Who do you think it is that's spurring this speculation ? Think it's some mega-corporation that both builds and purchases the properties ? No, it's the consumer. Those laws aren't meant for the builders or the corporations, those laws are meant for YOU.

YOU can no longer buy 20 apartments. YOU can no longer get an easy loan. YOU can no longer sit on your property for decades.

Know why none of it matters ? Because the people who are buying these properties don't need loans from banks. They have enough relatives to get around the occupancy laws.

And what role does the government play in the pricing ? Well, d'uh. The Chinese government owns every square inch of land in China whether you've paid for it or not. So every year Chinese housing planners set targets for development and the orders go out. I don't mean after a market analysis, I mean the federal government in Beijing looks at how many units were bought last year and decides how much land can be freed up for redevelopment this year. Developers don't get paid based on unit sales, they get paid up front to develop the land. That's it. They can't be paid based on unit sales because the Chinese government owns it all and hasn't relinquished the title. Beijing doesn't set out to put a price tag on every apartment in China. It simply makes it so that it decides what can and can't be built. Do you not see how that is manipulation of pricing ? How is it that there can be several tens of millions of empty apartments in China but prices keep rising ? Think that that's some sort of natural reflection of fundamental laws of supply and demand ? Well, to spell it out : Too many apartments and the only body capable of doing something about this sits in Beijing. But prices keep rising. Do the math.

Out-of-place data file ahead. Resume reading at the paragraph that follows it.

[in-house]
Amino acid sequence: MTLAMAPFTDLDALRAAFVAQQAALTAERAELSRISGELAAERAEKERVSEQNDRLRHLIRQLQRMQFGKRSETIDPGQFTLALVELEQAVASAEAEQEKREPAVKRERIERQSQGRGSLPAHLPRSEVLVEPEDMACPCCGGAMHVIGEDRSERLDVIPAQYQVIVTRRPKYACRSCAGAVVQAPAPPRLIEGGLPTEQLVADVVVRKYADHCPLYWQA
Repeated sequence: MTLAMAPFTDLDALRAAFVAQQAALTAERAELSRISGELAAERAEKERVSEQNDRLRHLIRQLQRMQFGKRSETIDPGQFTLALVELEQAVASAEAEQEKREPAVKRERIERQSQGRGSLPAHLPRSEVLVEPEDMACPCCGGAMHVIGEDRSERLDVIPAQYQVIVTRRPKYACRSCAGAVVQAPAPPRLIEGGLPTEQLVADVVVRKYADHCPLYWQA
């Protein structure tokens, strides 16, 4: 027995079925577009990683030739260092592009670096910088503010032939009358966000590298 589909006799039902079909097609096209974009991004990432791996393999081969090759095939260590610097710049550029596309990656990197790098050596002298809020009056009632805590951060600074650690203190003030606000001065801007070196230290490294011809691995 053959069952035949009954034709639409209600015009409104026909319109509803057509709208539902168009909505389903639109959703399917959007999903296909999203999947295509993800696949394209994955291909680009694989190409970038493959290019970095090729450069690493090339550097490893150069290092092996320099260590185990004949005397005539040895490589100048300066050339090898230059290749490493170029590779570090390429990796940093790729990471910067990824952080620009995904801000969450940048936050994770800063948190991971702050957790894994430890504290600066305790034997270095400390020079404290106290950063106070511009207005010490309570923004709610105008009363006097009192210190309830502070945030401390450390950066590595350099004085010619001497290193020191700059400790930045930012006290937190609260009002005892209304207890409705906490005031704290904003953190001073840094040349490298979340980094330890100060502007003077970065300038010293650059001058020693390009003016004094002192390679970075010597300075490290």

As for affordable housing : What's that supposed to be ? Is that housing that's subsidized by the government ? Because as near as I can tell what it really means is that after you bulldoze a village and redevelop it, you offer units in the new buildings at a discount to the people whose homes you just razed. Of course, it doesn't matter that none of them can afford to pay the difference anyway. They had homes. Now they don't...unless they have a few hundred thousand RMB stashed away in some pillowcase somewhere. So what else can they do but find some other dilapidated district to live in ? They certainly can't afford a home in the new buildings because the government gave them 100K RMB but the average price for the new units is 600K RMB. So unless Beijing is planning to simply give them a new unit in exchange for what they had, those people are stuck finding some new hovel in the ground.

Why do I even have to explain this to you genii ? You should know it all already, after all. Beijing puts a band-aid on a lost limb, it doesn't work, and you both insist that I'm the one who doesn't know what I'm talking about.
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Old January 8th, 2016, 05:47 PM   #540
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How is it that there can be several tens of millions of empty apartments in China but prices keep rising ? T
I was under the impression these empty apartments were built in places no one wanted to live. I can't imagine any empty apartments on that scale in any of the main cities. They'd be snapped up pretty quickly.

Prices are rising, but in the main cities due to pretty obvious reasons. The prices of empty apartments themselves wouldn't be rising.

If anyone actually wants to see how much housing costs in China, visit lianjia.com. Shanghai apartments are ridiculously expensive. Everywhere else actually looks quite affordable.